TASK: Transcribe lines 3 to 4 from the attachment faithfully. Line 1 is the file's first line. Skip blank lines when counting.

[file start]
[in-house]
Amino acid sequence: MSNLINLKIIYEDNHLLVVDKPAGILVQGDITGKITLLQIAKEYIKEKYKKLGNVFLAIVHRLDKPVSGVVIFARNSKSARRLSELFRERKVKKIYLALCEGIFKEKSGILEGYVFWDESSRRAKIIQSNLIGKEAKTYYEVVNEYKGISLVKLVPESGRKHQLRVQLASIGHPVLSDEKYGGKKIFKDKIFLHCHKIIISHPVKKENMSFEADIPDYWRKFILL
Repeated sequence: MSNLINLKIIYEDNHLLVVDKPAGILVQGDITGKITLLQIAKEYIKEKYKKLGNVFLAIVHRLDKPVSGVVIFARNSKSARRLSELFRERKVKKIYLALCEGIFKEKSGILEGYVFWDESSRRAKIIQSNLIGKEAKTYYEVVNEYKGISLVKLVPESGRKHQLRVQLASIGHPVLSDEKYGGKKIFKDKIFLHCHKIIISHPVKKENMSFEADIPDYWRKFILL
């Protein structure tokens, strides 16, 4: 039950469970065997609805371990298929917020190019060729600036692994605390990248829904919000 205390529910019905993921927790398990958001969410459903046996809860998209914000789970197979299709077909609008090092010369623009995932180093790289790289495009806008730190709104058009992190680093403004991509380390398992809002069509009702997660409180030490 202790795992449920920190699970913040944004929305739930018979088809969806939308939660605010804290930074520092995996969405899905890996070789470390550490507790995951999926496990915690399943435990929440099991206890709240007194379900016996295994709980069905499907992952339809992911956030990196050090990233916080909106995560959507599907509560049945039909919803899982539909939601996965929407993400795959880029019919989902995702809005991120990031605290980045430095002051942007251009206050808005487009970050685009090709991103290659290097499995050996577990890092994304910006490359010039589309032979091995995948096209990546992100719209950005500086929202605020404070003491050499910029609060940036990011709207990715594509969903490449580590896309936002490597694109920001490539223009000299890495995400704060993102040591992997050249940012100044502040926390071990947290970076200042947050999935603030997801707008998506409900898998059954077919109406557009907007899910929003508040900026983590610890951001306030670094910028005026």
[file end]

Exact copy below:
Repeated sequence: MSNLINLKIIYEDNHLLVVDKPAGILVQGDITGKITLLQIAKEYIKEKYKKLGNVFLAIVHRLDKPVSGVVIFARNSKSARRLSELFRERKVKKIYLALCEGIFKEKSGILEGYVFWDESSRRAKIIQSNLIGKEAKTYYEVVNEYKGISLVKLVPESGRKHQLRVQLASIGHPVLSDEKYGGKKIFKDKIFLHCHKIIISHPVKKENMSFEADIPDYWRKFILL
């Protein structure tokens, strides 16, 4: 039950469970065997609805371990298929917020190019060729600036692994605390990248829904919000 205390529910019905993921927790398990958001969410459903046996809860998209914000789970197979299709077909609008090092010369623009995932180093790289790289495009806008730190709104058009992190680093403004991509380390398992809002069509009702997660409180030490 202790795992449920920190699970913040944004929305739930018979088809969806939308939660605010804290930074520092995996969405899905890996070789470390550490507790995951999926496990915690399943435990929440099991206890709240007194379900016996295994709980069905499907992952339809992911956030990196050090990233916080909106995560959507599907509560049945039909919803899982539909939601996965929407993400795959880029019919989902995702809005991120990031605290980045430095002051942007251009206050808005487009970050685009090709991103290659290097499995050996577990890092994304910006490359010039589309032979091995995948096209990546992100719209950005500086929202605020404070003491050499910029609060940036990011709207990715594509969903490449580590896309936002490597694109920001490539223009000299890495995400704060993102040591992997050249940012100044502040926390071990947290970076200042947050999935603030997801707008998506409900898998059954077919109406557009907007899910929003508040900026983590610890951001306030670094910028005026």